it's been how many years and we havn't even managed to stomp out flesh and blood real pirates, they still run up and down the water taking boats and recieving huge ransoms, and they think they are going to be able to control everyone on the earth? hehehe, amusing, very amusing

RE: Free Speech
By corduroygt on 6/9/2010 1:39:22 PM , Rating: 2
Pretty much anything tied to a server, as long as you don't hack the server, is locked.
Examples include xbox live, your cable box, the apple app store, etc. You'd have to hack the provider's servers for that.

RE: Free Speech
By Sonikku13 on 6/9/2010 10:17:43 PM , Rating: 1
That will only happen if there is censorship of the internet. And that infringes on our human rights. "Everyone has the right to freedom of opinion and expression; this right includes freedom to hold opinions without interference and to seek, receive and impart information and ideas through any media and regardless of frontiers." - Article 19 of the UDHR. This article guarantees freedom of expression. By your logic, reader1, you're agreeing to violate human rights by censoring the internet. "Nothing in this Declaration may be interpreted as implying for any State, group or person any right to engage in any activity or to perform any act aimed at the destruction of any of the rights and freedoms set forth herein." - Article 30 of the UDHR. Unfortunately, you can't take away human rights from people, especially in first world countries. However, there is this thing called electronic civil disobedience. "They who can give up essential liberty to obtain a little temporary safety, deserve neither liberty nor safety." - Benjamin Franklin. The people who have decided not to let their human rights be taken away have turned to electronic civil disobedience. "Information is the oxygen of the modern age. It seeps through the walls topped by barbed wire, it wafts across the electrified borders.…The Goliath of totalitarianism will be brought down by the David of the microchip." - Ronald Reagan. The ease of information transmission due to the internet doesn't allow the repression of minority views - proxy servers can bypass internet censorship in China. Because of proxy servers - closed platforms will never completely (my definition is 100% market share) take over. There will always be a free, open alternative. There will always be file sharing networks.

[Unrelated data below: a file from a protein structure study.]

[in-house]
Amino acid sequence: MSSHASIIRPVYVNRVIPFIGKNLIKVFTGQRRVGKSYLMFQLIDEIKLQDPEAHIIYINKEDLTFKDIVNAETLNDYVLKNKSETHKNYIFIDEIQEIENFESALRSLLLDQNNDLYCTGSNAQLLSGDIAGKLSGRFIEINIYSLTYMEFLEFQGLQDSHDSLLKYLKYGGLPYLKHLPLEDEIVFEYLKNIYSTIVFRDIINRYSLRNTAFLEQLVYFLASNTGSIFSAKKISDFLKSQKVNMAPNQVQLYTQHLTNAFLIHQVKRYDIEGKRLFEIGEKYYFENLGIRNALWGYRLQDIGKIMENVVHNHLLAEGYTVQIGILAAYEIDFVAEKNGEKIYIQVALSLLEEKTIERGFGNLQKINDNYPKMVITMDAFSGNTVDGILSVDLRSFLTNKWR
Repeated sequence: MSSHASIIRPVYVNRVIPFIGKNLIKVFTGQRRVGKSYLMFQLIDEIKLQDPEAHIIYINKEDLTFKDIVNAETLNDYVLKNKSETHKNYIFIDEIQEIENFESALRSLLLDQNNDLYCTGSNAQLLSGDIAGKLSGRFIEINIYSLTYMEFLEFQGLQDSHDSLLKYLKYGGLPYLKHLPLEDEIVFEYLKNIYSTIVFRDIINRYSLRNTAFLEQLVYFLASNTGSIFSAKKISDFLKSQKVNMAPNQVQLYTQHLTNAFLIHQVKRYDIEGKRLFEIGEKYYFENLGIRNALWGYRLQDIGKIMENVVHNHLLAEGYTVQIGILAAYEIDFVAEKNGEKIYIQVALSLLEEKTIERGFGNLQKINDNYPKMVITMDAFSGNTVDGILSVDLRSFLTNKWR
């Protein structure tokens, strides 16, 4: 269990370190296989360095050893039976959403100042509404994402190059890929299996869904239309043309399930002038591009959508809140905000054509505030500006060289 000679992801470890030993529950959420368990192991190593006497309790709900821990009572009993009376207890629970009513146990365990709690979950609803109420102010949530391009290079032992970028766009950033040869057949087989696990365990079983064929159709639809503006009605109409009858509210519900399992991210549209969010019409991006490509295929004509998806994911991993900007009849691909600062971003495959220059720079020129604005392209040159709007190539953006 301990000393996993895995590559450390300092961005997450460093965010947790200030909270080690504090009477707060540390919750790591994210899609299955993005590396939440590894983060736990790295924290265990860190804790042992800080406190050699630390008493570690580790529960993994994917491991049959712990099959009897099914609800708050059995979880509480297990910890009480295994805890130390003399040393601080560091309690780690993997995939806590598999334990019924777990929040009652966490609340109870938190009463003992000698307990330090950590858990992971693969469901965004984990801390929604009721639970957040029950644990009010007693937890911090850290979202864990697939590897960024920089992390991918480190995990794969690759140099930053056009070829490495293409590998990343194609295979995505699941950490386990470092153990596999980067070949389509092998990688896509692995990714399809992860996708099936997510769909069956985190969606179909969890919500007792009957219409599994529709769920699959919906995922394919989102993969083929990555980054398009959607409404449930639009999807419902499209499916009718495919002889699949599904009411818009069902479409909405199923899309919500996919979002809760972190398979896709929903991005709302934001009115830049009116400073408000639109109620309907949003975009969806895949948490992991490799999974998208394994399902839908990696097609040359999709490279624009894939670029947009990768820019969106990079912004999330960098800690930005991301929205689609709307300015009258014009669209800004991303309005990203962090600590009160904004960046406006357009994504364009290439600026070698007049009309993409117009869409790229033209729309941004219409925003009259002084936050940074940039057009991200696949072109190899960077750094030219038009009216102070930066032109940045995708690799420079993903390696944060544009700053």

And yes, I know I'm fighting a troll...